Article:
The research legacy of the SARS virus (pictured) is helping scientists to move quickly against a new threat. Credit: Courtesy of HPA

Scientists who helped to fight the 2003 epidemic of SARS (severe acute respiratory syndrome) have sprung into action again to investigate the latest threat: a new SARS-related virus that has killed one man and left another seriously ill. Last week, the researchers reported the genome sequence of the new coronavirus and the first diagnostic tests to screen for it — two major advances that will help in efforts to control the pathogen if it turns into a wider menace.

The SARS virus was identified in March 2003 as the cause of an epidemic that had emerged in China several months before, and which had spread rapidly around the world. It caused nearly 8,500 cases and 916 deaths before it was finally contained in July 2003. At the time, scientists knew almost nothing about the virus — coronaviruses had received scant attention until then because they had previously caused little more than colds.

The research and public-health networks established during the SARS epidemic — and the body of coronavirus research that followed — puts scientists today in a much stronger position to understand the latest virus and to develop countermeasures such as drugs and vaccines, should they be required. “We are all collaborating again,” says Christian Drosten, director of the Institute of Virology at the University of Bonn Medical Centre in Germany, who has been involved in developing diagnostic tests for the pathogen. “This is the old SARS club.”

So far, there is little evidence that the virus poses any major public-health threat. No one who came into contact with the two cases has fallen ill, suggesting that the virus does not spread easily between humans. Nonetheless, health authorities worldwide are not being complacent — respiratory viruses can cause pandemics, and this strain has already caused serious disease. The key question now, and one that the diagnostics will help to answer, is whether the two cases are isolated events or whether the virus could strike again and perhaps adapt to spread more easily in humans.

The first case was a 60-year-old man admitted to the Dr Soliman Fakeeh Hospital in Jeddah, Saudi Arabia, on 13 June with severe pneumonia and acute renal failure, who died on 24 June. Post-mortem tests were negative for influenza and the other usual suspect viruses, so Ali Mohamed Zaki, a microbiologist at the hospital, ran a coronavirus test at the suggestion of Ron Fouchier, a virologist at Erasmus University Medical Centre in Rotterdam, the Netherlands, who had worked on the SARS virus.

On 20 September, Zaki posted his results on the Program for Monitoring Emerging Diseases (ProMED), an online disease-reporting system, confirming that the coronavirus tests were positive. A week later, Fouchier’s group, which had received an isolate of the virus from Zaki in early July, published the pathogen’s genome sequence in the GenBank database. The genome confirmed that the pathogen was a new coronavirus, the closest relatives of which are found in bats.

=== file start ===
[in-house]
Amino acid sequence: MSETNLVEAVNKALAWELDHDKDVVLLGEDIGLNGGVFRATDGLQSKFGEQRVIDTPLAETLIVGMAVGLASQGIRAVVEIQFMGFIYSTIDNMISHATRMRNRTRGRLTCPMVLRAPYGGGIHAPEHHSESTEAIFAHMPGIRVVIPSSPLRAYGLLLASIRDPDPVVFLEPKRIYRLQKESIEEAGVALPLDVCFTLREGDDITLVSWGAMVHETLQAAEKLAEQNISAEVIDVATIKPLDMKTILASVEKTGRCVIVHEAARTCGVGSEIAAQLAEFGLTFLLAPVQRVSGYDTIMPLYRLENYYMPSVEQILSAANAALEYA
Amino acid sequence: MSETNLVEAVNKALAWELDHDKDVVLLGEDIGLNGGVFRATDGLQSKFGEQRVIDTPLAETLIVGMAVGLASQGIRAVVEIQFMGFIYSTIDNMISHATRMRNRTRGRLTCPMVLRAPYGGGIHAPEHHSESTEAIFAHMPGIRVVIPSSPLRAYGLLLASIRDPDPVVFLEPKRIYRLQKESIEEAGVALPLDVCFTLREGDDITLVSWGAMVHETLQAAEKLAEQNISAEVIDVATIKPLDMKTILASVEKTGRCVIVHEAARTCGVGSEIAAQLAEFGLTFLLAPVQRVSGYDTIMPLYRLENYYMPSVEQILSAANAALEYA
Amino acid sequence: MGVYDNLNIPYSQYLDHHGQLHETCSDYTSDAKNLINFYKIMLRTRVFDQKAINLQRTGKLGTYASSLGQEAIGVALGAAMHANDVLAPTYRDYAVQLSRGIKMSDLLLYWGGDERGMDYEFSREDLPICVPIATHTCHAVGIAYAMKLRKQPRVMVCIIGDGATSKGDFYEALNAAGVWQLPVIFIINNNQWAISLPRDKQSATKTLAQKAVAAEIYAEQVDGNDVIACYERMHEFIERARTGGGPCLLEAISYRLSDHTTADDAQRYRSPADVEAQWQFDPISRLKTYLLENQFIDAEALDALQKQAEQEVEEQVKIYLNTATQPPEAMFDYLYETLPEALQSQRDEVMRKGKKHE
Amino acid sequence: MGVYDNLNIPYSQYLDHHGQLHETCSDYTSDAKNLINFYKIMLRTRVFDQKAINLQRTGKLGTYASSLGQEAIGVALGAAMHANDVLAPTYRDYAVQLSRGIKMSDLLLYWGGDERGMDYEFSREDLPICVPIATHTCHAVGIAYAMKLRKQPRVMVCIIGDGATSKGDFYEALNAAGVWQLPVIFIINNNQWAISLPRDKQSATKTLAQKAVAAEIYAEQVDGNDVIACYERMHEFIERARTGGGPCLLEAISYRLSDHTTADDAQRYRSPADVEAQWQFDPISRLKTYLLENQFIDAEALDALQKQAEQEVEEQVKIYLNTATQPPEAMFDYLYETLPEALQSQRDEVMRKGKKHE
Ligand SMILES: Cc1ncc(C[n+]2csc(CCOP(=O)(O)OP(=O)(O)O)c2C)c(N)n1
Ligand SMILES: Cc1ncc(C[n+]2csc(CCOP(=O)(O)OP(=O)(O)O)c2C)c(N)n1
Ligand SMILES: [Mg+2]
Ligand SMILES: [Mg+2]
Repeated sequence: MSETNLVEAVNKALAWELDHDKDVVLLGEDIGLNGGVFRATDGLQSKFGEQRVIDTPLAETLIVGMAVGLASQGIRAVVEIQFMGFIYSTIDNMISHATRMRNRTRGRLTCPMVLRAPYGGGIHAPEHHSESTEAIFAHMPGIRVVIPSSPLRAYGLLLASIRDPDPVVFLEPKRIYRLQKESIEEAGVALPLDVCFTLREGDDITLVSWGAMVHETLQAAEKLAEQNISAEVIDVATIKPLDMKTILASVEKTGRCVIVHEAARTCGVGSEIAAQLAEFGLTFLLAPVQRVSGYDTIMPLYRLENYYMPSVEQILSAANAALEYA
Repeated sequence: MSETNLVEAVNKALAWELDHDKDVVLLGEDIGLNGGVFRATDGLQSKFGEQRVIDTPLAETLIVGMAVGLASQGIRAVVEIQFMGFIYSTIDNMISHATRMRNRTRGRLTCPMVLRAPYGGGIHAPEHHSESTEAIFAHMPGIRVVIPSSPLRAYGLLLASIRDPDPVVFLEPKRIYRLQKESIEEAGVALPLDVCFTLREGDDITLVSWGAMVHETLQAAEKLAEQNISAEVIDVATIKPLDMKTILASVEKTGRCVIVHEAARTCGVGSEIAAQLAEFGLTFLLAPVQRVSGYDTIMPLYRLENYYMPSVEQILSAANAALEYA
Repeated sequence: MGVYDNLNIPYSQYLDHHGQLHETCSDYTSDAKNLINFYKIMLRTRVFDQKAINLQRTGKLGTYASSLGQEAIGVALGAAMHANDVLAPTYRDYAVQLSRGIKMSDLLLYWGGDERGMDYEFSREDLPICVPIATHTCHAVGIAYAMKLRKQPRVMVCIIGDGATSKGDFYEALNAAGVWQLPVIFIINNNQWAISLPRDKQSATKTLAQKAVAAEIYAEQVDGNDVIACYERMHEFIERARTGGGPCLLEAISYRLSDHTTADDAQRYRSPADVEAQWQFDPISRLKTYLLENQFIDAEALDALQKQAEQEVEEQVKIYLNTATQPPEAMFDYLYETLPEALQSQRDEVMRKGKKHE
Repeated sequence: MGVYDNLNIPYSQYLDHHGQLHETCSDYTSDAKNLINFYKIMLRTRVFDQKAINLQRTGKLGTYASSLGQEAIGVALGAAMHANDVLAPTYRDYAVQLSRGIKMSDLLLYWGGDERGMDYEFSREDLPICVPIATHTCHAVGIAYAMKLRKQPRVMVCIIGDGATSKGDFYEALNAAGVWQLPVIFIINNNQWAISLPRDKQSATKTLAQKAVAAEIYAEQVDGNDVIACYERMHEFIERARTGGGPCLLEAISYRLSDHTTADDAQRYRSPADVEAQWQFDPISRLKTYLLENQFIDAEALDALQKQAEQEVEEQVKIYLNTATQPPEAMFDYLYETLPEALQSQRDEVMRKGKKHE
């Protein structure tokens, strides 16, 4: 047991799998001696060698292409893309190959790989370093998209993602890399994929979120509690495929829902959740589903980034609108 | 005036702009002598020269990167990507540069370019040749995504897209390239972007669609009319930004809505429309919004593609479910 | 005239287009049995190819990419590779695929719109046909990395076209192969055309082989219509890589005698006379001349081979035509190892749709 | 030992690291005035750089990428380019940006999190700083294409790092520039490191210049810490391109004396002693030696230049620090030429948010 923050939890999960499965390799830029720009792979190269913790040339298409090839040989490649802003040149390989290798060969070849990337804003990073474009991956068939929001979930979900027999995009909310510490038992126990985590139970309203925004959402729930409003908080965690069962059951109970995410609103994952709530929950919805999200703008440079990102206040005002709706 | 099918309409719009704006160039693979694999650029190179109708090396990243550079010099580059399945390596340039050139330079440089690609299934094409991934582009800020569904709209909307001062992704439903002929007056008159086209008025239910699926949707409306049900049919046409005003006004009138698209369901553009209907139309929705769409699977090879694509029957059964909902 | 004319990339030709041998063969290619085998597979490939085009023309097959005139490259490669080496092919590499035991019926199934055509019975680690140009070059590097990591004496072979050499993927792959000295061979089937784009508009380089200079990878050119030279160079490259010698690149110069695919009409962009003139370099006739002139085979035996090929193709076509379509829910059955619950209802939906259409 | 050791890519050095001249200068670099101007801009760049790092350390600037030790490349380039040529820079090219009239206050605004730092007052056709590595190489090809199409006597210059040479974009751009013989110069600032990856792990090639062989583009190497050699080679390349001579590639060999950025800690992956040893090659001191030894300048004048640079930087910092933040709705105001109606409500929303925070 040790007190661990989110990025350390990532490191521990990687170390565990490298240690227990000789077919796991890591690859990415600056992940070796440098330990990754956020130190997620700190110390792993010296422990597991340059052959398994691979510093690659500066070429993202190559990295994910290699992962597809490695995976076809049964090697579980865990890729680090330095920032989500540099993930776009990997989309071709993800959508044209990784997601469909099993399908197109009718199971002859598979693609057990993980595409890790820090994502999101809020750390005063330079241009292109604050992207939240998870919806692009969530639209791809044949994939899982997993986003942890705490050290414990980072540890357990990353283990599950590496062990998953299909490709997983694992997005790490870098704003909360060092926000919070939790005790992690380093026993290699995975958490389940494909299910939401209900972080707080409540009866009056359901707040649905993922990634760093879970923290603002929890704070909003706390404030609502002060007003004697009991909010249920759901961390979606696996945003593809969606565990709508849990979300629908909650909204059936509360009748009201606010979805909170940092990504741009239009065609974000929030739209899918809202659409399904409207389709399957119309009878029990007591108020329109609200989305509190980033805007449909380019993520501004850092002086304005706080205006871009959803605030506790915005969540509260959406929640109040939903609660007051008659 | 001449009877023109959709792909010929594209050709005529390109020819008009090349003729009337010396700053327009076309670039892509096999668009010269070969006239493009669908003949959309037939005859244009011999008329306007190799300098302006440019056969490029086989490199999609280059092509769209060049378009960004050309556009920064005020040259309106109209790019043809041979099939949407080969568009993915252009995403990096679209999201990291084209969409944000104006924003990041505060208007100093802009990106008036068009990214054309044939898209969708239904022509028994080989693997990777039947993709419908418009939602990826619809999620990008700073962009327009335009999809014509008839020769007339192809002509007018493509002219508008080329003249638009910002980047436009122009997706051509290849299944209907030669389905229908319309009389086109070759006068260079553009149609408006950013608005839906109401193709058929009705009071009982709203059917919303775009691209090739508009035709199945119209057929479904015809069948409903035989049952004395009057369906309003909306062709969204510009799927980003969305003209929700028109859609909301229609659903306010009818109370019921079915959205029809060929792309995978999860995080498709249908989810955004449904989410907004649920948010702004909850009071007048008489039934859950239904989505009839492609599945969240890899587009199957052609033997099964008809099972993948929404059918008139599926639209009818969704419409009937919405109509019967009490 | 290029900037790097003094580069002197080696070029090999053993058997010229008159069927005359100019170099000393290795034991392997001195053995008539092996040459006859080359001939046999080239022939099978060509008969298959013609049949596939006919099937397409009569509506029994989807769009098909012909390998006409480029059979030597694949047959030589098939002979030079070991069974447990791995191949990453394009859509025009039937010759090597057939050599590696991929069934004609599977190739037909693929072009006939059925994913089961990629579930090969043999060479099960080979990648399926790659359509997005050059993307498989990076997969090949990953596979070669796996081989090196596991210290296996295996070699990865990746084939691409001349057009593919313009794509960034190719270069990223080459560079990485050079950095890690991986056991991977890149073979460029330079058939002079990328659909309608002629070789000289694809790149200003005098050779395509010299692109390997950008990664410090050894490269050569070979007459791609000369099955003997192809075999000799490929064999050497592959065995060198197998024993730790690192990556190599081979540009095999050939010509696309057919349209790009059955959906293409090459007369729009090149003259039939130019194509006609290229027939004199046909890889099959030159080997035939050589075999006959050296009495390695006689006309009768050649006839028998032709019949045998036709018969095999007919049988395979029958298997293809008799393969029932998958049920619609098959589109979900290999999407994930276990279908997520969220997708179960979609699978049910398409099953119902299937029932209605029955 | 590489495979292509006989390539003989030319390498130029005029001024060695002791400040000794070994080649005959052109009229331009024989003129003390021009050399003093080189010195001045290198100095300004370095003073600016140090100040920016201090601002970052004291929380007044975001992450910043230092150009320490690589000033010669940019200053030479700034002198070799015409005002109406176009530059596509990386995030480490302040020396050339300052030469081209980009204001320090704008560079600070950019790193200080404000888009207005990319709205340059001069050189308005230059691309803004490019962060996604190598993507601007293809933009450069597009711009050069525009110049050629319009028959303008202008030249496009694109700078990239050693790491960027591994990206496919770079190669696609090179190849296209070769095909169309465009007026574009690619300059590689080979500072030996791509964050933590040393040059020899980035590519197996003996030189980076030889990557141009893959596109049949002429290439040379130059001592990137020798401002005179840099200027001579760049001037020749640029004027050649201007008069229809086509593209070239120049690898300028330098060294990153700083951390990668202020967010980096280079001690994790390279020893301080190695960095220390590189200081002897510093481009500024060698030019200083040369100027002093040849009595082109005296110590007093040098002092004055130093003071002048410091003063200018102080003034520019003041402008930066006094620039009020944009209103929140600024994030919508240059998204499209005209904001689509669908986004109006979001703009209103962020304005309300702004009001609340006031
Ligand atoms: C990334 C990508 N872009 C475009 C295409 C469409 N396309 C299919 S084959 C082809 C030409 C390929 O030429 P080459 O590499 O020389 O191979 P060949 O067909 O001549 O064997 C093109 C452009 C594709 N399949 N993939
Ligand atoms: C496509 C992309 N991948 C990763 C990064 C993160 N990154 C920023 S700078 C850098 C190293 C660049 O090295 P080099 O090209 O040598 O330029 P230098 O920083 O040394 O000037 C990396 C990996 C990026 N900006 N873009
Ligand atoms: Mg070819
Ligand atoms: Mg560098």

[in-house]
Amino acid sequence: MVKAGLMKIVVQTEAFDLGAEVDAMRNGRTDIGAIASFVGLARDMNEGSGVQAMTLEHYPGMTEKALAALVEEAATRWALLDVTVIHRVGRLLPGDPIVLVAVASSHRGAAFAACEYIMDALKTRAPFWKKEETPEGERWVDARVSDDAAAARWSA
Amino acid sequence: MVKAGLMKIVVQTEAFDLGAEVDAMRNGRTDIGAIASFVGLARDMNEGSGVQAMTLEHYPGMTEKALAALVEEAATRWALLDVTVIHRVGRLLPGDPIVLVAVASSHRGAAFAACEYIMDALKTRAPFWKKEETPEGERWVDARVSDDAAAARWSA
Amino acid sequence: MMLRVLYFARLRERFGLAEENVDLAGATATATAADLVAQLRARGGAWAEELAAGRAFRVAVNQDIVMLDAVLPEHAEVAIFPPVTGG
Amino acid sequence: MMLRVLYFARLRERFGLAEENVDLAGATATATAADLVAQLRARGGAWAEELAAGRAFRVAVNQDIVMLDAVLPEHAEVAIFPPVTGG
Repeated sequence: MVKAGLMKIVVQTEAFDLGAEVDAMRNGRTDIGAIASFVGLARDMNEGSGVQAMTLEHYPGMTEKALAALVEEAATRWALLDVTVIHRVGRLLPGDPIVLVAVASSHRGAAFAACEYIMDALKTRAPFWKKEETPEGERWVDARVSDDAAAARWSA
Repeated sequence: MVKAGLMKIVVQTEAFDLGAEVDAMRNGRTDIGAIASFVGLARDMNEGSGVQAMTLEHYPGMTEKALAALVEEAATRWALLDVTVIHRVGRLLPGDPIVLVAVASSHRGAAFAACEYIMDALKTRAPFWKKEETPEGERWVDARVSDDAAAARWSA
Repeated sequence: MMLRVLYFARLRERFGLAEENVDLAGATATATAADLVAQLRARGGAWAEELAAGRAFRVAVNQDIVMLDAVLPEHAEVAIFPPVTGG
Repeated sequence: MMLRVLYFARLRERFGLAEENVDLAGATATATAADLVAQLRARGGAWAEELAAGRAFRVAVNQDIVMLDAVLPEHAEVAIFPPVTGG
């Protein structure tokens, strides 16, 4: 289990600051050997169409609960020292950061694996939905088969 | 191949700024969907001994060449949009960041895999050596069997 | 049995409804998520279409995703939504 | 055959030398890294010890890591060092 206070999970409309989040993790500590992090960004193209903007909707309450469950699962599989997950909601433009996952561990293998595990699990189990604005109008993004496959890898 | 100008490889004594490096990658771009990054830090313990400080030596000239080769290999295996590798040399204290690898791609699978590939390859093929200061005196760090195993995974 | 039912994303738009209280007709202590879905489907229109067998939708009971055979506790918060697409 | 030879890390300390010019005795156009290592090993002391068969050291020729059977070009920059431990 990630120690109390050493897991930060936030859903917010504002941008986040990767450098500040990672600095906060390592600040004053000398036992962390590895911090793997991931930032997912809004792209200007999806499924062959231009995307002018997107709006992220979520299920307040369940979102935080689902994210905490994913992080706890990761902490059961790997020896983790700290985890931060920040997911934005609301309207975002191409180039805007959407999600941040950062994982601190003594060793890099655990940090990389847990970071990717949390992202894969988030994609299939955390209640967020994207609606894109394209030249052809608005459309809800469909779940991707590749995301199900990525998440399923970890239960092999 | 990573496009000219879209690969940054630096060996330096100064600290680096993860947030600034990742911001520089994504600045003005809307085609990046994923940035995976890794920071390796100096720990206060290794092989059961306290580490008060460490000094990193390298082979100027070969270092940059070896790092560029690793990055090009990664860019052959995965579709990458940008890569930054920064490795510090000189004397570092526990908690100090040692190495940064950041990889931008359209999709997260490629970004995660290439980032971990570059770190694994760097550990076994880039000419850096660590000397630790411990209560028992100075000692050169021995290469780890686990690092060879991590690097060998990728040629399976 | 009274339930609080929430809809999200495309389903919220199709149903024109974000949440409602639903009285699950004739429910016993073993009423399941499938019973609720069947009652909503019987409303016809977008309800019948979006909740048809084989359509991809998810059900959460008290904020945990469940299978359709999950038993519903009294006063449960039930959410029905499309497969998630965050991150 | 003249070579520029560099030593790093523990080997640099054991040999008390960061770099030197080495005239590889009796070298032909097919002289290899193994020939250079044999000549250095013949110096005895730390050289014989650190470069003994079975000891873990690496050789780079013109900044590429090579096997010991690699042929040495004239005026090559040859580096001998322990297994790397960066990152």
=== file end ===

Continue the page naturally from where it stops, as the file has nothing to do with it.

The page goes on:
Two days after seeing Zaki’s ProMED post, the UK Health Protection Agency reported that it had found a second case: a 49-year-old man from Qatar who fell ill on 3 September with similar symptoms. He was admitted to intensive care in Doha on 7 September and then transferred to a London hospital, where he remains seriously ill. Comparing a fragment of the genome sequence of his virus with that of the first case showed that the two were identical. The viral genome sequence also enabled an international group of researchers, including Fouchier and Drosten, to quickly devise diagnostic tests that look for short, characteristic stretches of the virus’s RNA. The collaboration came easily, says Drosten: “The good thing here is that these are all friends from the SARS time.”

Existing SARS research provides a useful template for further investigation of this latest coronavirus, adds Drosten. Scientists will use animal models such as mice, ferrets and macaques to study the pathogen’s virulence and how it spreads, for example. They will also test whether antivirals and vaccines developed since SARS to treat other coronaviruses are effective.

A key experiment, he says, will be to find where the new virus latches on to the human lung. Some scientists suspect that it might bind to the angiotensin-converting enzyme 2 (ACE2) receptor, as did the SARS virus. That could be both good and bad news. The receptor is found deep in the lungs, where infections can cause severe disease, but viruses nestling there are less apt to be coughed or sneezed into the air than are those found higher in the lungs.

“Receptor-binding properties could also be crucial to the success of potential control measures, should they be needed,” says Drosten. SARS was contained by isolating suspected cases, partly because it did not spread quickly, but also because those it infected became very ill before the virus moved into the upper respiratory system. That made cases easy to identify before the patients started spreading the virus. Flu pandemics, by contrast, are impossible to stop, largely because those infected with the virus spread it to others for days before they show any symptoms of infection.